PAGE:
Her style became as fanciful as her subjects. She painted a world often without shadows, autumn leaves on winter landscapes, and even 3-legged oxen. Was she adding humour in her subtle, shy way? Her gentle nature and magnetic smile might give that away. Awkwardly bent over a painting, she may have been squinting and intense, but her inner joy escaped onto her panels with unrivaled determination and vitality. Small wonder her work garnered the attention of even the Nixon White House. Ever pragmatic, Maud wrote to ask that funds be forwarded before she sent the requested two panels to the President! Today her work unequivocally demands status as “important art” in numerous fine-art collections around the world.
Much like her American counterpart, Anna Marie Robertson (Grandma Moses), Maud was uniquely creative, self-taught, specialized in painting everyday rural life, loved animals and appreciated the beauty of nature. Both initially sold their paintings for just a few dollars, but saw their work increase dramatically over the years. The works of Grandma Moses command prices in the $30,000 to $600,000 range. Of comparable quality, Maud’s paintings currently fetch $6,000 to $20,000, holding much promise for the future.
Not formally trained, Maud adopted a style that emerged from inside the heart of a true artist. As such, she could produce images of enduring quality and appeal, images that transformed her maritime surroundings into painted visions. The irresistible charm of her art had triumphed over the arrows of adversity.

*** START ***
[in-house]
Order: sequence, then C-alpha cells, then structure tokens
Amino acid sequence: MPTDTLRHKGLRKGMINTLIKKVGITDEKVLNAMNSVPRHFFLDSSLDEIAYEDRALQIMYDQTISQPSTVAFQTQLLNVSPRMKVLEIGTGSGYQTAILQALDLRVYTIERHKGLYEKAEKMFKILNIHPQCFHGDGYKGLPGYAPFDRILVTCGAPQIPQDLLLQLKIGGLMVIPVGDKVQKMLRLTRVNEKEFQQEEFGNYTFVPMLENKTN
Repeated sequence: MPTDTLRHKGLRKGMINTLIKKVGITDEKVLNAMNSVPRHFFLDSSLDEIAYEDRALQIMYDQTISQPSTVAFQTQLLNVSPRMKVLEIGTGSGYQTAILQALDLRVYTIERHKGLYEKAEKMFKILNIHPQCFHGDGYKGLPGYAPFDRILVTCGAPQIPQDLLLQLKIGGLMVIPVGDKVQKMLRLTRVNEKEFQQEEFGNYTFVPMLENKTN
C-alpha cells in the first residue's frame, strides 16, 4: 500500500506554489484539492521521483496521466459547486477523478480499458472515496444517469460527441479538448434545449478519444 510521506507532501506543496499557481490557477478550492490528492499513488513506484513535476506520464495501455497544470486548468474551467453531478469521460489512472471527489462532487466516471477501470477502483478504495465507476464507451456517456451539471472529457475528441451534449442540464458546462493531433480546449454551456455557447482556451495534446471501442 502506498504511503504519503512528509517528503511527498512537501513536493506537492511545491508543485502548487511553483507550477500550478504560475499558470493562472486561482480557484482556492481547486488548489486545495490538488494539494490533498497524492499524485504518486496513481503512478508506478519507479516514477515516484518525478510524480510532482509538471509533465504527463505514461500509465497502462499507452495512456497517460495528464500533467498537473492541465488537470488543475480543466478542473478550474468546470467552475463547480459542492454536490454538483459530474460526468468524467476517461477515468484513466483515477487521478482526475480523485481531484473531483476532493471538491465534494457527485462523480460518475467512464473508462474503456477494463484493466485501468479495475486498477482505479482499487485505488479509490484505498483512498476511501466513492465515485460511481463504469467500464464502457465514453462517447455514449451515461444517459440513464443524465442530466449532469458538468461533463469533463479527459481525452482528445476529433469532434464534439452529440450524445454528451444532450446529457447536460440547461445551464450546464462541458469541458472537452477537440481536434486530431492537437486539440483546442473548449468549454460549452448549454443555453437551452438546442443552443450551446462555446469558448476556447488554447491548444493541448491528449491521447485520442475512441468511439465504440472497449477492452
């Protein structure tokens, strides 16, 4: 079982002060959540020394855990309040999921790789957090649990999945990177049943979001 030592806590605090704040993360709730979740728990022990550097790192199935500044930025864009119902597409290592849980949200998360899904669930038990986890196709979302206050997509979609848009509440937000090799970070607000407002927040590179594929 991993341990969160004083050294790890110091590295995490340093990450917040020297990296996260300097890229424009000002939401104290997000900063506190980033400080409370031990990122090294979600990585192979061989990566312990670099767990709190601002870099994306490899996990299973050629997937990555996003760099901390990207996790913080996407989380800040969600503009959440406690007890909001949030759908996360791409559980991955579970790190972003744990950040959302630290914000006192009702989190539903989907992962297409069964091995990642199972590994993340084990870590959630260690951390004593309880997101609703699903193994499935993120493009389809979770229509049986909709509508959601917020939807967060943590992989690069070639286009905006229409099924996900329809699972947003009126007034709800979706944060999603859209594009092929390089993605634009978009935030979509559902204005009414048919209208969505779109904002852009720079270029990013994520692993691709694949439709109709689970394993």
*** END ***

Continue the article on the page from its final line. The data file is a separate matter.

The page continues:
- Reproduced with permission from Wayne & Jocelyn Cameron
I used a piece of muslin and sprayed it down with Terial Magic. I "love" this stuff. It makes your fabric stiff and you can put it in the printer and print your images. No need for the fabric sheets that you can buy in packs of 4. You can make your own! Costs much less this way too. Also, there is no need for any stabilizer. Once you are finished if you want you can wash the Terial Magic out and the stiffness is gone. Yahoo!
This is a close up of the couple in the car. Keep in mind I had planned to do FMQ/Thread Painting on this piece. I will complete it eventually.
I wanted the cow to stand out so I chose this fabric to applique onto him.
I used my light box and traced a piece of heat & bond lite to the fabric and then fused it to the cow. I also fused fabric in other areas such as the tree trunk/branches, barn, and planned to do the ladies scarf as well.
To make this piece my own...I added a piece of fabric that had a city print.
I plan to add a few borders around this piece and use different colors to make a kind of crazy art border.
Here is where I started my FMQ on the road.
and here is where I had to stop.......whaaaaa
I didn't get very far with that. Thank you so much for visiting today. Again Thank You Alida for inviting me and putting up with me today! Have a wonderful week everyone!